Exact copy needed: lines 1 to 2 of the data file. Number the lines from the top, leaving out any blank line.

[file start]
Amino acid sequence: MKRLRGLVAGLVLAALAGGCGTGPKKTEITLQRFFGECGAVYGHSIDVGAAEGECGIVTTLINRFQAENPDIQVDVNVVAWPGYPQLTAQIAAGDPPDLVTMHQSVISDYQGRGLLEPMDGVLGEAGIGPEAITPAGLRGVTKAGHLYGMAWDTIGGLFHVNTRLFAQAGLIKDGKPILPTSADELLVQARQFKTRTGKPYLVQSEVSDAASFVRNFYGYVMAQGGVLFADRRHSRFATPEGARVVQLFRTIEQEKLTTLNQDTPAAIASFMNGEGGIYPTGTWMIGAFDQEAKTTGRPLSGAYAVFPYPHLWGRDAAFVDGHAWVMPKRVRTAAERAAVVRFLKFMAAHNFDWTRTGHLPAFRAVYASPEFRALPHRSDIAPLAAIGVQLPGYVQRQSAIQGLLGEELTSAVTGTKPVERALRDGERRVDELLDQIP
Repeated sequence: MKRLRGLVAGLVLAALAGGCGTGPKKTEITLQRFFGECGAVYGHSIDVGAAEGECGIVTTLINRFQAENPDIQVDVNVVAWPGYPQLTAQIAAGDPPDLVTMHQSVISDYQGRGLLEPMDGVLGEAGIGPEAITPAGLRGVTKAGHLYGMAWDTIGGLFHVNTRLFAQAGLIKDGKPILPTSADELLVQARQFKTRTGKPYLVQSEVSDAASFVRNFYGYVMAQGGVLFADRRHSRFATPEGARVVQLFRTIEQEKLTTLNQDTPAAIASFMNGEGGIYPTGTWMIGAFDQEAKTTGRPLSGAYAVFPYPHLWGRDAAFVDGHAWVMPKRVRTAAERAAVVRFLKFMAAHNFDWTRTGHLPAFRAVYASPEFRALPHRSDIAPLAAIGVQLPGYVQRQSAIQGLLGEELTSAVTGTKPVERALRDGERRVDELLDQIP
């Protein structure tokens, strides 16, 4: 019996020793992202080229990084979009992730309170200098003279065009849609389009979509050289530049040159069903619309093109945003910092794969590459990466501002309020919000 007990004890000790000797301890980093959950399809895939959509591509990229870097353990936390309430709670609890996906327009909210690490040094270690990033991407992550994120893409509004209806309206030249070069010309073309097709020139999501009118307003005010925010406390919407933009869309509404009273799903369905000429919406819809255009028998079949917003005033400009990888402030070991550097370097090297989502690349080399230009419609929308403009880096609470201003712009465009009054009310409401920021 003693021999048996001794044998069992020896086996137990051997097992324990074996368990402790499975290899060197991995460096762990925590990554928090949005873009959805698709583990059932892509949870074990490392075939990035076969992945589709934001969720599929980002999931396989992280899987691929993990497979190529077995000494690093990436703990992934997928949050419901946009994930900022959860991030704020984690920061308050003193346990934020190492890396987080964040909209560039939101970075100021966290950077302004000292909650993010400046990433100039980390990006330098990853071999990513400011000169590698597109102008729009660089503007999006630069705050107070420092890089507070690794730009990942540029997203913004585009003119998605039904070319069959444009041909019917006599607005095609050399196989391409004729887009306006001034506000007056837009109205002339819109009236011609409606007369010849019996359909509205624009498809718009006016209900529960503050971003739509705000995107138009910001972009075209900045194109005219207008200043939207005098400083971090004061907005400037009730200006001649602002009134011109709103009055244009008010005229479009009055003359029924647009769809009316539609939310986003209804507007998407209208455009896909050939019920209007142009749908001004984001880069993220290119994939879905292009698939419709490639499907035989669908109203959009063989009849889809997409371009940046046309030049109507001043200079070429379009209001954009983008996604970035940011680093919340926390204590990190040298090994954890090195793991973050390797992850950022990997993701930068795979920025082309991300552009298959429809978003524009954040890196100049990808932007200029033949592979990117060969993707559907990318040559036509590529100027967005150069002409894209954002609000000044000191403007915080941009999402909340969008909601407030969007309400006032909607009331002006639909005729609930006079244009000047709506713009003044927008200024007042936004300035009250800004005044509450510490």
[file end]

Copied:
Amino acid sequence: MKRLRGLVAGLVLAALAGGCGTGPKKTEITLQRFFGECGAVYGHSIDVGAAEGECGIVTTLINRFQAENPDIQVDVNVVAWPGYPQLTAQIAAGDPPDLVTMHQSVISDYQGRGLLEPMDGVLGEAGIGPEAITPAGLRGVTKAGHLYGMAWDTIGGLFHVNTRLFAQAGLIKDGKPILPTSADELLVQARQFKTRTGKPYLVQSEVSDAASFVRNFYGYVMAQGGVLFADRRHSRFATPEGARVVQLFRTIEQEKLTTLNQDTPAAIASFMNGEGGIYPTGTWMIGAFDQEAKTTGRPLSGAYAVFPYPHLWGRDAAFVDGHAWVMPKRVRTAAERAAVVRFLKFMAAHNFDWTRTGHLPAFRAVYASPEFRALPHRSDIAPLAAIGVQLPGYVQRQSAIQGLLGEELTSAVTGTKPVERALRDGERRVDELLDQIP
Repeated sequence: MKRLRGLVAGLVLAALAGGCGTGPKKTEITLQRFFGECGAVYGHSIDVGAAEGECGIVTTLINRFQAENPDIQVDVNVVAWPGYPQLTAQIAAGDPPDLVTMHQSVISDYQGRGLLEPMDGVLGEAGIGPEAITPAGLRGVTKAGHLYGMAWDTIGGLFHVNTRLFAQAGLIKDGKPILPTSADELLVQARQFKTRTGKPYLVQSEVSDAASFVRNFYGYVMAQGGVLFADRRHSRFATPEGARVVQLFRTIEQEKLTTLNQDTPAAIASFMNGEGGIYPTGTWMIGAFDQEAKTTGRPLSGAYAVFPYPHLWGRDAAFVDGHAWVMPKRVRTAAERAAVVRFLKFMAAHNFDWTRTGHLPAFRAVYASPEFRALPHRSDIAPLAAIGVQLPGYVQRQSAIQGLLGEELTSAVTGTKPVERALRDGERRVDELLDQIP